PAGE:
small tributaries of the Yellow Breeches and
the north branch of the Bermndian. It lies
within the Mesozoic sandstone belt, and con-
tains much fertile and valuable farming land.

In 188-1 the number of taxable inhabitants
was 390; valuation of real estate, $421,003;
county tax, Sl,6l0; State tax, $116; popula-
tion in 1880, including the borough, was 1,186.

There are eighty- two townships in the
United States, and thirty-one counties, which
bear the honored name of Franklin.



FRANKLINTOWN.

This village is delightfully situated in the
eastern corner of Franklin Township, with a
commanding view of four townships: War-
rington, Carroll, Washington and Franklin,
all of which meet at a point, a short distance
east of the town. Early in the present cen-
tury, William Butt and Jacob Schultz con-
ducted a store here, and kept a tavern on the
site of the town. In the year 1813 a tract of
land was surveyed and laid out in streets,
and 186 lots. It being located on the road
leading from Harrisburg to Baltimore, the
main highway, sixty-one feet wide, was
called Baltimore Street. The two running
north and south parallel with it, were named



Water and Church Streets. The three facing
at right- angles to these were denominated
North, Spring and South Streets. The town
of Dillsburg, two miles north of this point,
had already become a business center. The
two villages were likely to become rivals. In
order to sell the lots off rapidly, the founil-
ers of the town, Butt & Schultz, instituted a
lottery, and sold the tickets at $30. ThiTo
were no blanks; each one drew a lot. A
ticket for the score, valued at $1,000, and
building in which it was kept, was inclu(l('<l
in the number. The "wheel of fortnin-"'
turned to the original owners the much cuv
eted prize, and they continued the mercantile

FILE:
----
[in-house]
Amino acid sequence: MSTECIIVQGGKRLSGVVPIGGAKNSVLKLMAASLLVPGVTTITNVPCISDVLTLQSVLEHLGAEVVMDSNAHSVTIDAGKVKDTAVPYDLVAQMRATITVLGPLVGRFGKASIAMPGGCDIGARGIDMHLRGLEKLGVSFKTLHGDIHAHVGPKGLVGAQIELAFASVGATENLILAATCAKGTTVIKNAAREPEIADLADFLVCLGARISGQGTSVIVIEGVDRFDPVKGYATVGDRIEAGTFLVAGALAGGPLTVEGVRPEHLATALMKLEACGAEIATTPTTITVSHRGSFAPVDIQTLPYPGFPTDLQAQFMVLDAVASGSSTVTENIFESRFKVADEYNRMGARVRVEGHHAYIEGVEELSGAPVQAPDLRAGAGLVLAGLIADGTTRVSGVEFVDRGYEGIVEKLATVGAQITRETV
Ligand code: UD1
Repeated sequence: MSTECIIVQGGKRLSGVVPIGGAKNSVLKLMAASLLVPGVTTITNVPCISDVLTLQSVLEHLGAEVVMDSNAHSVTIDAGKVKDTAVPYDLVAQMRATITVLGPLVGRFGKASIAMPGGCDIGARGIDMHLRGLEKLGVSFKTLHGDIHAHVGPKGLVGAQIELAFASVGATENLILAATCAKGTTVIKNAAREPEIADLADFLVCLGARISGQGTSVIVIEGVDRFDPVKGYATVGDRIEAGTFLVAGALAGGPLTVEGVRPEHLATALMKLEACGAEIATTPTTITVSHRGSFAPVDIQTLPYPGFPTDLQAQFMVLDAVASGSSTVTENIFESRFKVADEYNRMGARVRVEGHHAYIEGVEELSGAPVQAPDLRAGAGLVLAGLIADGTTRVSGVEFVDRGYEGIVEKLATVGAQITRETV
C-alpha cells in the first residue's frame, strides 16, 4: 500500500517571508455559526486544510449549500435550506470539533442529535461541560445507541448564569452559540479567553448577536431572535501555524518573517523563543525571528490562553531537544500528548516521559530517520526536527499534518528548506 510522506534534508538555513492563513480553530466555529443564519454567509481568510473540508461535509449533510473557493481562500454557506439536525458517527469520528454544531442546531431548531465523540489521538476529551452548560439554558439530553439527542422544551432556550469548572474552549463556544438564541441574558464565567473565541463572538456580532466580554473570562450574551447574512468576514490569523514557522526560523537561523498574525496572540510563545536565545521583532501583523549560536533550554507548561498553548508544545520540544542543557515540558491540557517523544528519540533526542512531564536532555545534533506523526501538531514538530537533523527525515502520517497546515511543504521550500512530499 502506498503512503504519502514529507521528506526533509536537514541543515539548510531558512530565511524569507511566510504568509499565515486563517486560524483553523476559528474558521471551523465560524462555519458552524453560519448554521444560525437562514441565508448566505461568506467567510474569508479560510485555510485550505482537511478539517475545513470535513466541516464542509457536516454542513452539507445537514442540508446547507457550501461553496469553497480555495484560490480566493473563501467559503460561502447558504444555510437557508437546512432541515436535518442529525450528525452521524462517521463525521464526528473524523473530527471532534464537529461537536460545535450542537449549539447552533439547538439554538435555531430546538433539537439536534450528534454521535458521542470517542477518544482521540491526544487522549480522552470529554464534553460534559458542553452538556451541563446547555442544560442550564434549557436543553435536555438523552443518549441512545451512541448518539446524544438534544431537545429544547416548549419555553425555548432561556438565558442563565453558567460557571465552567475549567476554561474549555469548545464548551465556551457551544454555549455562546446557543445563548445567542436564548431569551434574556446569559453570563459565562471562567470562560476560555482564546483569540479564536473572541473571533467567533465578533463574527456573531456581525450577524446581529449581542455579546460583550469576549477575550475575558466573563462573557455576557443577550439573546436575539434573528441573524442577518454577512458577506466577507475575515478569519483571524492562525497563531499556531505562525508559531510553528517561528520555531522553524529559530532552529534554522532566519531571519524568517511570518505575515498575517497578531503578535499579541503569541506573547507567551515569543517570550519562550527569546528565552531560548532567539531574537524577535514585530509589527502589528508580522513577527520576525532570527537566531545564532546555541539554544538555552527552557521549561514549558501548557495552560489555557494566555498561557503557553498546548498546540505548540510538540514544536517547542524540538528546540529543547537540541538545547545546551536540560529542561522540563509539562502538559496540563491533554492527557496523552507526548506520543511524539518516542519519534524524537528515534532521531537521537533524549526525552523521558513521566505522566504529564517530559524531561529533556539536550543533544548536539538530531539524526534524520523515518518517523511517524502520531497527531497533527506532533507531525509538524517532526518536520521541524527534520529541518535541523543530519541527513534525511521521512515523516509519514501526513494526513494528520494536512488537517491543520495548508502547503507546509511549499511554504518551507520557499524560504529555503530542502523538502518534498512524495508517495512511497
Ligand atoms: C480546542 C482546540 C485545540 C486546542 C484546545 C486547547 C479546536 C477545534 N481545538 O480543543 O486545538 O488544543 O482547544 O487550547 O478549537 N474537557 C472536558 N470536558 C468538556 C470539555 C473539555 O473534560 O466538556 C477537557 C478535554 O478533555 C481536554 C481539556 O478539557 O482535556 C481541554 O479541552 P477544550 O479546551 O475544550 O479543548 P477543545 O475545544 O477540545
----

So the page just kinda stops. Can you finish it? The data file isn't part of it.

business in the same house. Probably owiii;;'
to this incident, the town did not at lirst
prosper. The original name given was
Franklin, but the disappointed persons who
purchased tickets for $30, which was a con-
siderable sum in those days for a small plat
of ground, called it "Buttstown." This ap-
pellation is not entirely forgotten.

In 1849, which was thirty-six years after
the town was laid out, there were only a
dozen houses. About that time Capt. John
Klugh purchased a number of vacant lots
which had been drawn at the time of the
lottery. He built some houses, sold some
lots and encouraged building. The town
then continued to grow.

BUSINESS INDUSTRY.

In the year 1826, Martin Carl succeeded
Butt & Schultz in the mercantile business,
and secured the establishment of a postofSce.
He was followed in the same stand by Henry
Ritter, David Leidig and Capt. John Klugh.
The last-named gentleman who has done
much for the interests of the village, was
postmaster from 1861 to 1885. In the year
1882- he disposed of his store to his son-in-
law, George Lehmer, who has recently fur-
nished a new room with a large supply of
goods, and succeeded as postmaster.

A store has been kept in the northern end of
the village in order of succession by Ritter &
Leidig, Albert Crowl, and for several years
past by William Heiges.

INCORPORATION.

The town was incorporated in 1869, Dan-
iel Hershey was the first chief burgess. A
re-survey of the town plot was made by Joseph
Ritner, civil engineer of Mechanicsburg, son
of Gov. Ritner. The streets were graded and
paved the same year. Population is 270.
There is no hotel in the borough. The town
council in 1885 was as follows: chief bur-
gess, Jacob Lau; secretary, William Straley;



r''"'




i



4"



J^7^r2^ A^^^Ci^yfL^



FRANKLIN TOWNSHIi - .



Capt. John Klugh, George Byers, William
Heiges, Luther D. Gettys and M. Burtner,
councihaen.

MILITARY.

The Frankliutown Guards was the name
of a uniformed military company of fifty
volunteer members, organized many years
ago by Capt. John Hursh. His successors
-were Capts. George Klugh, George Harbold,
and John Klugh. The last-named gentle-
man is now a prominent citizen of the com-
munity, and during the civil war raised a
company that entered the Two Hundred and
Seventh Regiment of Pensylvania Volunteers,
and participated in the battles of Hatcher's
Run, Fort Steadman and Nottoway River in
Virginia.

The old Frankliutown Guards was a well
drilled company of infantry, which existed
.for fifteen years.

CHURCHES.

United Brethren Church was built in 1849
at a cost of $1,000, Capt. John Klugh was
the contractor. The building committee
were David Heiges, Joseph Brenneman, and
Valentine Elieker. The Sunday-school is
superintended by Israel Heiges. This church
belongs to York Springs Circuit, the pastor
residing in the village.

Evangelical Lutheran Church was built in
1884. The Lutherans of the village pre-
viously worshiped with the congregation at
the Franklin Church two miles distant. The
pastor of the congregation is Rev. Henry
Seiifert. The building committee under
whose direction it was built were Capt.